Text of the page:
Over the last weeks, I've been working a lot with all three of the major Web browsers, and I've come to some conclusions. This isn't a review as such, it's just what I, as a user, who never has less than three browser windows and several dozens tabs open at a time, have experienced.
Now, many times when you read about reviews with benchmarks the differences, in real life, aren't really visible. That's not the case with Chrome vs. its rivals. If this was a NASCAR race, it would be beating them to the checkered flag by laps.
Chrome was also the only browser that wasn't cracked in seconds or minutes in the recent PWN2OWN hacker competition. In fact, Chrome never was busted.
So, why isn't Chrome my number one? Well, for one thing, it's Windows only, and I'm not a Windows-only kind of computer user. Linux is my main desktop, and I also use Macs a fair amount. What I want is a browser that will work on all three of the main desktop platforms.
Internet Explorer 8. I know many of you won't believe this, but I actually rather liked Internet Explorer 8, when I first started using it. I especially liked that I opened one tab from a link in another, the 'related' tabs have the same color. By automatically organizing the tabs by color-coding, I found that managing tabs was instantly much easier.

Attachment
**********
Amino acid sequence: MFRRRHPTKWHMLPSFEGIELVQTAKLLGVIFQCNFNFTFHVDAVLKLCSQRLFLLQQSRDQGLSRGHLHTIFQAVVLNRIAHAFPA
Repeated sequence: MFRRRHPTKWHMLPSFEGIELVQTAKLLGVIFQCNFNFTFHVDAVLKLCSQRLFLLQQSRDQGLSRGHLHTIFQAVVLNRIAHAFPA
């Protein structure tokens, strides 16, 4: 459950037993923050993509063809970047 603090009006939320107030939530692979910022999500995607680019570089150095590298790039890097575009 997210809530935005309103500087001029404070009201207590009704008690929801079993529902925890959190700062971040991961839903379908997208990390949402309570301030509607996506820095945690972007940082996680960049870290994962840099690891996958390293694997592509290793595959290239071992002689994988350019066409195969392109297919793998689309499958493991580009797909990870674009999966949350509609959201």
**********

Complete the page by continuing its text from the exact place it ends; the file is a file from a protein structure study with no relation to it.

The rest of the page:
Since then, though, I've been hearing from people who have had IE-specific applications -- oh the irony! -- break on them. Since the only point for many people to run IE at all was so that they could use those backwards Web sites, there goes one big reason to use IE right there. By the way, ready or not, Microsoft is about to start offering IE 8 to users via Windows update. If you really use IE a lot, I'm inclined to say 'skip it' for now until they have some of the compatibility bugs beaten out of it.
Firefox 3.5 beta/Firefox 3.08. So, I'm back to Firefox for my best overall browser. It works reasonably fast, it's reasonably secure, and it will work with pretty much any site on the Web. Besides running on every desktop around, Firefox has one other big advantage over the others: its software ecosystem.
There are hundreds of useful Firefox extensions out there and they make Firefox more than just a browser. With Xmarks (formerly Foxmarks) and the Google Toolbar for Firefox, I can do more with Firefox than I can with the other browsers.
So, while Chrome is faster and more secure and IE 8 is vastly improved over IE 7 and 6, the bottom line is that Firefox and its friends still give me a better over-all Web experience. And, when you're like me and you need to find information quickly on the Web all day long, that's no small thing.
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